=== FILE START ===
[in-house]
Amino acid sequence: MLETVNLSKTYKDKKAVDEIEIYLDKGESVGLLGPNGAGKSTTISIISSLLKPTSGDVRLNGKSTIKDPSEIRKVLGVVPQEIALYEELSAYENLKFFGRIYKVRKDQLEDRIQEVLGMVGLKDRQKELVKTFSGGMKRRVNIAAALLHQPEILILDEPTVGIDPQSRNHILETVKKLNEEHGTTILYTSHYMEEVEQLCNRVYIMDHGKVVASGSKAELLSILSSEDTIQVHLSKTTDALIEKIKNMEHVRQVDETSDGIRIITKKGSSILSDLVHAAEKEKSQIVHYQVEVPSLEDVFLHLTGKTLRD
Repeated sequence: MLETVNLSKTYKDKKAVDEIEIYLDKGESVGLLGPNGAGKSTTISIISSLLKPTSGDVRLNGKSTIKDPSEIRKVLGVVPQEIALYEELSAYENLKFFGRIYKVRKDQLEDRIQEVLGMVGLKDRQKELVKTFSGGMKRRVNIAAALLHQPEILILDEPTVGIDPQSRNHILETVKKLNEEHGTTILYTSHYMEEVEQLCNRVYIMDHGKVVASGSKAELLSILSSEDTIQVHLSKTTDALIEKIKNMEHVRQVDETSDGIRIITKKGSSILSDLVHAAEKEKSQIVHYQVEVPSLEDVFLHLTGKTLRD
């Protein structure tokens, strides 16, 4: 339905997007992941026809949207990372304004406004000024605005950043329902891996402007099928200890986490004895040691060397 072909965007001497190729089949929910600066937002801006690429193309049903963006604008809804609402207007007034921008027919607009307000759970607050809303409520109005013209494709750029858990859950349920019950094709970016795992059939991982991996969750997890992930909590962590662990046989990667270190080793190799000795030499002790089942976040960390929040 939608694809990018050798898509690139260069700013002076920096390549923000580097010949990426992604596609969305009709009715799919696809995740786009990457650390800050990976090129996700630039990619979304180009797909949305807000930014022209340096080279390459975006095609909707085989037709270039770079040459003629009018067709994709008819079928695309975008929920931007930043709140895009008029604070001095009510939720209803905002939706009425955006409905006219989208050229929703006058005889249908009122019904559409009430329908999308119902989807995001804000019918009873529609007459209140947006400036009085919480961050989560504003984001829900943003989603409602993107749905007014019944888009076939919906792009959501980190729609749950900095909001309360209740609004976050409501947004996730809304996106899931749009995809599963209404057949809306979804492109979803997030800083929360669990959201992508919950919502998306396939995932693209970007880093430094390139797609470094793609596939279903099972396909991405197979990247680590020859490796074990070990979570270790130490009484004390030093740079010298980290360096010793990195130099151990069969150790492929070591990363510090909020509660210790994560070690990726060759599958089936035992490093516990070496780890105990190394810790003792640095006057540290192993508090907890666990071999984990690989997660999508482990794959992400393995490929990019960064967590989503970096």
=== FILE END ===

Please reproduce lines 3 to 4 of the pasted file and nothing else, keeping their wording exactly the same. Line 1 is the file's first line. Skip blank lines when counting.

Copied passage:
Repeated sequence: MLETVNLSKTYKDKKAVDEIEIYLDKGESVGLLGPNGAGKSTTISIISSLLKPTSGDVRLNGKSTIKDPSEIRKVLGVVPQEIALYEELSAYENLKFFGRIYKVRKDQLEDRIQEVLGMVGLKDRQKELVKTFSGGMKRRVNIAAALLHQPEILILDEPTVGIDPQSRNHILETVKKLNEEHGTTILYTSHYMEEVEQLCNRVYIMDHGKVVASGSKAELLSILSSEDTIQVHLSKTTDALIEKIKNMEHVRQVDETSDGIRIITKKGSSILSDLVHAAEKEKSQIVHYQVEVPSLEDVFLHLTGKTLRD
């Protein structure tokens, strides 16, 4: 339905997007992941026809949207990372304004406004000024605005950043329902891996402007099928200890986490004895040691060397 072909965007001497190729089949929910600066937002801006690429193309049903963006604008809804609402207007007034921008027919607009307000759970607050809303409520109005013209494709750029858990859950349920019950094709970016795992059939991982991996969750997890992930909590962590662990046989990667270190080793190799000795030499002790089942976040960390929040 939608694809990018050798898509690139260069700013002076920096390549923000580097010949990426992604596609969305009709009715799919696809995740786009990457650390800050990976090129996700630039990619979304180009797909949305807000930014022209340096080279390459975006095609909707085989037709270039770079040459003629009018067709994709008819079928695309975008929920931007930043709140895009008029604070001095009510939720209803905002939706009425955006409905006219989208050229929703006058005889249908009122019904559409009430329908999308119902989807995001804000019918009873529609007459209140947006400036009085919480961050989560504003984001829900943003989603409602993107749905007014019944888009076939919906792009959501980190729609749950900095909001309360209740609004976050409501947004996730809304996106899931749009995809599963209404057949809306979804492109979803997030800083929360669990959201992508919950919502998306396939995932693209970007880093430094390139797609470094793609596939279903099972396909991405197979990247680590020859490796074990070990979570270790130490009484004390030093740079010298980290360096010793990195130099151990069969150790492929070591990363510090909020509660210790994560070690990726060759599958089936035992490093516990070496780890105990190394810790003792640095006057540290192993508090907890666990071999984990690989997660999508482990794959992400393995490929990019960064967590989503970096």